Finally I looked at the Hyundai Sonata. In April 2010, the 2011 Sonatas were already on the lot and the dealers (and Hyundai) were doing everything they could to clear out the 2010s. I was drawn in to the dealer by the 0% financing (60 months) plus $1500 cash back Hyundai was offering on the 2010 Sonata. For a few years I was impressed by the Sonata’s styling, and personally preferred it to the other larger sedans – Camry & Accord. I got an internet price quote of $20,000 for a 2010 Sonata 4cyl with the sunroof package, with 0% financing for 60 months. I couldn’t believe this price to be accurate, since sticker price was something like $25,000 without the sunroof, but it turned out to be $21,000 with the sunroof, which was still a pretty great price. (The sunroof is the one real impracticality I insisted on. I figured I’d have this car for a long time, and I’ve always wanted a sunroof.)

I went in to the dealer and met with their internet salesperson, who basically shook my hand and passed me off to another salesperson on the floor. He told me they didn’t have any 4cyl Sonatas in stock and asked me if I wanted to drive a V6 Sonata. I said sure, but I didn’t see what the point was since it would drive completely differently from a 4cyl. Well, I was probably right that the 4 and the 6 were pretty different, but I sure did love that V6. After driving a 2.5L Forester for 5 years, a 3.3L V6 was pretty exciting. I mean, it wasn’t a Corvette, but it was definitely peppier than the Subaru.

I sat down to discuss price for the 4cyl Sonata and started the paperwork to buy it when they told me what my monthly payment was. I don’t remember the number but I think it was well over $350. When I asked why it was so much it became clear they hadn’t calculated it with 0% financing. They said they couldn’t give me 0% at the $21,000 price. I walked out and went home.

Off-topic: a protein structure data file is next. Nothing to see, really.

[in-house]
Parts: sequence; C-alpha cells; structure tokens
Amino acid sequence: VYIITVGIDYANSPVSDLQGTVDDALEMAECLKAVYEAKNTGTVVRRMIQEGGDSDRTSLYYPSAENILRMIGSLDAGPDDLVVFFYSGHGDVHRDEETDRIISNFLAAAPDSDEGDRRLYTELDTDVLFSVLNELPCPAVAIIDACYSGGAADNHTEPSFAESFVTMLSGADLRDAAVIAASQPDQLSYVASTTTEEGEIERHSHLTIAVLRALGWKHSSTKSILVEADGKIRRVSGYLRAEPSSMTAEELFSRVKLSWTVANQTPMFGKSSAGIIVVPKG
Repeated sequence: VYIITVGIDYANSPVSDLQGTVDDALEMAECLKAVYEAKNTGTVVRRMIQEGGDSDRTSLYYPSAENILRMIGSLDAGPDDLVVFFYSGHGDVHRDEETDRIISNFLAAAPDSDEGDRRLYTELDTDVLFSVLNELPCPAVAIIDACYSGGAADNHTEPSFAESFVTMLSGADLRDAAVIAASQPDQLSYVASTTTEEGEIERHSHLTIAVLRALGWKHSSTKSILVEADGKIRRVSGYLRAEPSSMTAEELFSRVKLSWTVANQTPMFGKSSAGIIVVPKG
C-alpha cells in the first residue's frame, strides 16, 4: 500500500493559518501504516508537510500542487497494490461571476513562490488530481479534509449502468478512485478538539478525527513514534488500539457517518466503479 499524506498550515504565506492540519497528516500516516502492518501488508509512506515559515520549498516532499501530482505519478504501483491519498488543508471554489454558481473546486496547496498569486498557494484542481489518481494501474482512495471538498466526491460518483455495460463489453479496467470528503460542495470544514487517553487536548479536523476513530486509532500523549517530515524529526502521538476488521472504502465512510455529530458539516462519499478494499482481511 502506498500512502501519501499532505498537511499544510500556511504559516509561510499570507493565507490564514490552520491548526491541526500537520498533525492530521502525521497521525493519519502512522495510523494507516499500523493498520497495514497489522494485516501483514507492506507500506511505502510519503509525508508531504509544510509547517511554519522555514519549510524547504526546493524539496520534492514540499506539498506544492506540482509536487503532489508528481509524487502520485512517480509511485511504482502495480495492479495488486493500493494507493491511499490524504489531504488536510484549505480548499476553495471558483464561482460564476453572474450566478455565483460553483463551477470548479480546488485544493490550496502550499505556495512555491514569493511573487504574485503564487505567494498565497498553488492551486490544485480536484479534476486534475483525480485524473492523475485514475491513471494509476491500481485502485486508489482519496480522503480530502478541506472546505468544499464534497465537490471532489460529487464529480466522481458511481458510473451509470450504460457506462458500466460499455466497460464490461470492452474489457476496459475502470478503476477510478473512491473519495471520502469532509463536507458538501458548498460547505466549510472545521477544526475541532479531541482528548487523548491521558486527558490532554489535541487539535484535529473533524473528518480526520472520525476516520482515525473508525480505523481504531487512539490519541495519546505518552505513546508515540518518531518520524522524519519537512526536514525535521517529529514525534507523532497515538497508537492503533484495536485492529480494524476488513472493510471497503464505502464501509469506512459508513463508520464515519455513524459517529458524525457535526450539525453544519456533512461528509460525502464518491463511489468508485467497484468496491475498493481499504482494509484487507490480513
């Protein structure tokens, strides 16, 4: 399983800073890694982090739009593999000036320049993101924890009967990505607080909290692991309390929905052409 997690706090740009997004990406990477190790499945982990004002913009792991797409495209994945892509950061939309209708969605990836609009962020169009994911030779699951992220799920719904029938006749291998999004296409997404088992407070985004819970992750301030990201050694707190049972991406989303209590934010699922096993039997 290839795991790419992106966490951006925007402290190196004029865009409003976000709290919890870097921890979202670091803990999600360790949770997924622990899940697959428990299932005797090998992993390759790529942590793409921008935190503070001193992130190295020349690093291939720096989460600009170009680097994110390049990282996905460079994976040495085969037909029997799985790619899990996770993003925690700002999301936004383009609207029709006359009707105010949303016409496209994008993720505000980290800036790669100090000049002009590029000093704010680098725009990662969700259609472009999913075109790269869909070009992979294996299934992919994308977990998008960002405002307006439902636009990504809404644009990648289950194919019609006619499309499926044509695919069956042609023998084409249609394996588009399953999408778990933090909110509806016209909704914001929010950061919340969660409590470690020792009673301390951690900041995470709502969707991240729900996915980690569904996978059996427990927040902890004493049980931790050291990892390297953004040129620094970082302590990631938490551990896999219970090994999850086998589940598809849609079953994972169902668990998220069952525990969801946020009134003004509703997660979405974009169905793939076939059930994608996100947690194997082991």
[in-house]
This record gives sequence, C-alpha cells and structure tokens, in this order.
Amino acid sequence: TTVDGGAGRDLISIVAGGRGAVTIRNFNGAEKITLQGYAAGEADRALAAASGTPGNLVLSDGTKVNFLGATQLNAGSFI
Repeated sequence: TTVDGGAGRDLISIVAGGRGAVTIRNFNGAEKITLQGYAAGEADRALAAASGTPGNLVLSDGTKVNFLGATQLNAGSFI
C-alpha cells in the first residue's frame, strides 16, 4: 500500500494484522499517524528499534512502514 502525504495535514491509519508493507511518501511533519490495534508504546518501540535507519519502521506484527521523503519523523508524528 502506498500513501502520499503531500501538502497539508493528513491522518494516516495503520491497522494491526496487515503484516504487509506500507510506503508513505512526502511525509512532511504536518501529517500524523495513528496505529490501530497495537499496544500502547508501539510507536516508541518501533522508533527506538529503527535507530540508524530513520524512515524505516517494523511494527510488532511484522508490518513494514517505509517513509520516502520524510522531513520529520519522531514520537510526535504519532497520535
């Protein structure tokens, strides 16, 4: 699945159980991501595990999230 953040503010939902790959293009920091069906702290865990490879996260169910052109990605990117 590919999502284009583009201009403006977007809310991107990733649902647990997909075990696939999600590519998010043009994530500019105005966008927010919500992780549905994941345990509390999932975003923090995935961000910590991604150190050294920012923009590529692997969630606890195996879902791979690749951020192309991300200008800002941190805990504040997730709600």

Two days later the salesman called me, telling me he could now give me 0% financing on the price we had agreed on. This was tempting, but after driving the V6 I decided I wanted that instead. He called a few more times but in the end he ended up offering me the exact car I drove – the V6 – for the price I had asked for, with 0% financing. It was still over the $300/month limit I had set, though. He said he could give me 0% interest for 72 months, and give me $2000 trade-in for my Forester, but would have to raise the price to $21,900 (with sunroof installed). $21,900 * 1.08625 sales tax = $23,788.88; subtract $2000 trade-in = $21,788.88. Divided by 72 months, this comes to $302.63. Pretty close to $300. I put another $2000 down, lowering the monthly payment to about $275. Well into the comfort zone. I got the car I wanted at a price I was pretty happy with.

That was about a year ago now. So far I’ve driven mostly to work, but also took a trip to Pennsylvania. At my current rate I’ll be under 8,000 miles on the car by the time I hit the 1-year anniversary. I got the oil changed at 3,000 miles (5 months) and again at 5,200 (8 months). So far the car has been pretty great. The gas mileage around town isn’t great – usually average around 18mpg but it goes as low as 16 in bad traffic – but on the highway I frequently hit 30-32 mpg, pretty good for a V6.